Seatbelt reduces risk of fatality among all passsengers

The Sultanate has joined the list of top countries in the world that have made wearing of seatbelts a must for all passengers in a motor vehicle, which includes Australia, Canada, the UK and the US. In Australia, the rule was introduced in 1973, while Canada introduced it in 1976, the UK in 1991 and the US in the mid-eighties. Black points have been introduced in Oman following amendments to the Traffic Law. Motorists will get black points for traffic violations, regardless of the fines imposed on them. The UAE early last year made wearing of seatbelts mandatory for all passengers, while imposing a fine of AED 400 on the drivers. They will also get four black points for the violation.

A top source at the Royal Oman Police (ROP) said children are most vulnerable in the event of an accident if they are not seated as per safety norms.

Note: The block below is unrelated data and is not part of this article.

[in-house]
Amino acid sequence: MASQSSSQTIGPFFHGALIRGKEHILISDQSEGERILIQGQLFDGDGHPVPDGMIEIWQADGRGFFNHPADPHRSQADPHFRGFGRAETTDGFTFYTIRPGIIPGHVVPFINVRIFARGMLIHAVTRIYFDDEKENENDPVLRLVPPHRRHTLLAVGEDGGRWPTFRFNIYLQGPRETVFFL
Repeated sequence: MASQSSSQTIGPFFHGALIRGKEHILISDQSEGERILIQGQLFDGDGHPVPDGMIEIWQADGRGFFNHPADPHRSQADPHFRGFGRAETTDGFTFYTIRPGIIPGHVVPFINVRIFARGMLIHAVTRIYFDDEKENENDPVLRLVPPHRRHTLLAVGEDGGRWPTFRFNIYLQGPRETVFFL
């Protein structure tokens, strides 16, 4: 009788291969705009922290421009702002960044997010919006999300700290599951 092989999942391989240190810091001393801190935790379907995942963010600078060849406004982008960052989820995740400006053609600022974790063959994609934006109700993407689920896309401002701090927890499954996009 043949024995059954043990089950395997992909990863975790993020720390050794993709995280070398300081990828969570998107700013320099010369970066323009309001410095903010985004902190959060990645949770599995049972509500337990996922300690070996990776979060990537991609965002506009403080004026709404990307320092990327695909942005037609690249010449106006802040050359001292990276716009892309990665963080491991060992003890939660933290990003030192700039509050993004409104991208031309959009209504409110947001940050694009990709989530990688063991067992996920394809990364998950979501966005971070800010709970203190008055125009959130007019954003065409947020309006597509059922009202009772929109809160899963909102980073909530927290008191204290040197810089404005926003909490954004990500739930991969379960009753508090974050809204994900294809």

“Along with the other rules, a car seat for children is important because they are either seated on the parents’ lap — in the front seat or left on their own in the rear seat.” The percentage of children falling victim to high- speed and recklessness is very high and the ROP has been following such incidents very closely. While seatbelts are mandatory for all passengers, child restraints are a must for children below four years of age. According to the World Health Organization (WHO), seatbelt reduces the risk of fatality among front-seat passengers by 40-50 per cent and of rear-seat passengers by 25-75 per cent.

If properly installed and used, the child restraints reduce deaths among infants by 70 per cent and deaths among small children by 54-80 per cent. “These rules are important because a lot of children are left to fend for themselves in vehicles, especially in the school transport. This is a welcome decision,” said Moshin Sheikh, a father of four children. “It is difficult to have two car seats in a car at the same time, but as rules have been made after thorough studies, we should respect them,” he added. Social media was abuzz with questions about the use of seatbelts, including whether a six-year-old child could be seated in the front seat. “Seatbelts should be enough for children sitting in the rear seat to save some space,” said a parent.

Vinod Nair